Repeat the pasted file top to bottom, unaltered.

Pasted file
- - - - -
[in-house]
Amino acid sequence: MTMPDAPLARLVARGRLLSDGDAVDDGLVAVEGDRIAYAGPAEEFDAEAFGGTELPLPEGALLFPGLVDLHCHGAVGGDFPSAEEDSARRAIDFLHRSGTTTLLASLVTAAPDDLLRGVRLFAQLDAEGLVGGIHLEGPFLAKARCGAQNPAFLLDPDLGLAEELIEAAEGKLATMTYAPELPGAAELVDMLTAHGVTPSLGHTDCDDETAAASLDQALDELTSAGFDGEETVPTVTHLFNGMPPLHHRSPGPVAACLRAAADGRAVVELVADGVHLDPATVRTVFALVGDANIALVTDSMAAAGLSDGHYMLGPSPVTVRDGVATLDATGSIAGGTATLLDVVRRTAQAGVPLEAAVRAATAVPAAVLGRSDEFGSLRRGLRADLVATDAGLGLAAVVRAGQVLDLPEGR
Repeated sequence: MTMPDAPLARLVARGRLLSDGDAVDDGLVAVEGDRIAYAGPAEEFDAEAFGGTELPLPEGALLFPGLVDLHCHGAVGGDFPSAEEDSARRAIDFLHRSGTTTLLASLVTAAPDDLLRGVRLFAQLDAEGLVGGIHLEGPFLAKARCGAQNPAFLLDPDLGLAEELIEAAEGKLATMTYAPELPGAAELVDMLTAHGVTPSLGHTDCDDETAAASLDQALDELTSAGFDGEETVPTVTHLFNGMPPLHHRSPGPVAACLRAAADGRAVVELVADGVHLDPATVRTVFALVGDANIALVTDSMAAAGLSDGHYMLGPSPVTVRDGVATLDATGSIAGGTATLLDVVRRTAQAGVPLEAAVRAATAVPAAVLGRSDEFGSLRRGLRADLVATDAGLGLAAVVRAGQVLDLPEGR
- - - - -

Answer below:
[in-house]
Amino acid sequence: MTMPDAPLARLVARGRLLSDGDAVDDGLVAVEGDRIAYAGPAEEFDAEAFGGTELPLPEGALLFPGLVDLHCHGAVGGDFPSAEEDSARRAIDFLHRSGTTTLLASLVTAAPDDLLRGVRLFAQLDAEGLVGGIHLEGPFLAKARCGAQNPAFLLDPDLGLAEELIEAAEGKLATMTYAPELPGAAELVDMLTAHGVTPSLGHTDCDDETAAASLDQALDELTSAGFDGEETVPTVTHLFNGMPPLHHRSPGPVAACLRAAADGRAVVELVADGVHLDPATVRTVFALVGDANIALVTDSMAAAGLSDGHYMLGPSPVTVRDGVATLDATGSIAGGTATLLDVVRRTAQAGVPLEAAVRAATAVPAAVLGRSDEFGSLRRGLRADLVATDAGLGLAAVVRAGQVLDLPEGR
Repeated sequence: MTMPDAPLARLVARGRLLSDGDAVDDGLVAVEGDRIAYAGPAEEFDAEAFGGTELPLPEGALLFPGLVDLHCHGAVGGDFPSAEEDSARRAIDFLHRSGTTTLLASLVTAAPDDLLRGVRLFAQLDAEGLVGGIHLEGPFLAKARCGAQNPAFLLDPDLGLAEELIEAAEGKLATMTYAPELPGAAELVDMLTAHGVTPSLGHTDCDDETAAASLDQALDELTSAGFDGEETVPTVTHLFNGMPPLHHRSPGPVAACLRAAADGRAVVELVADGVHLDPATVRTVFALVGDANIALVTDSMAAAGLSDGHYMLGPSPVTVRDGVATLDATGSIAGGTATLLDVVRRTAQAGVPLEAAVRAATAVPAAVLGRSDEFGSLRRGLRADLVATDAGLGLAAVVRAGQVLDLPEGR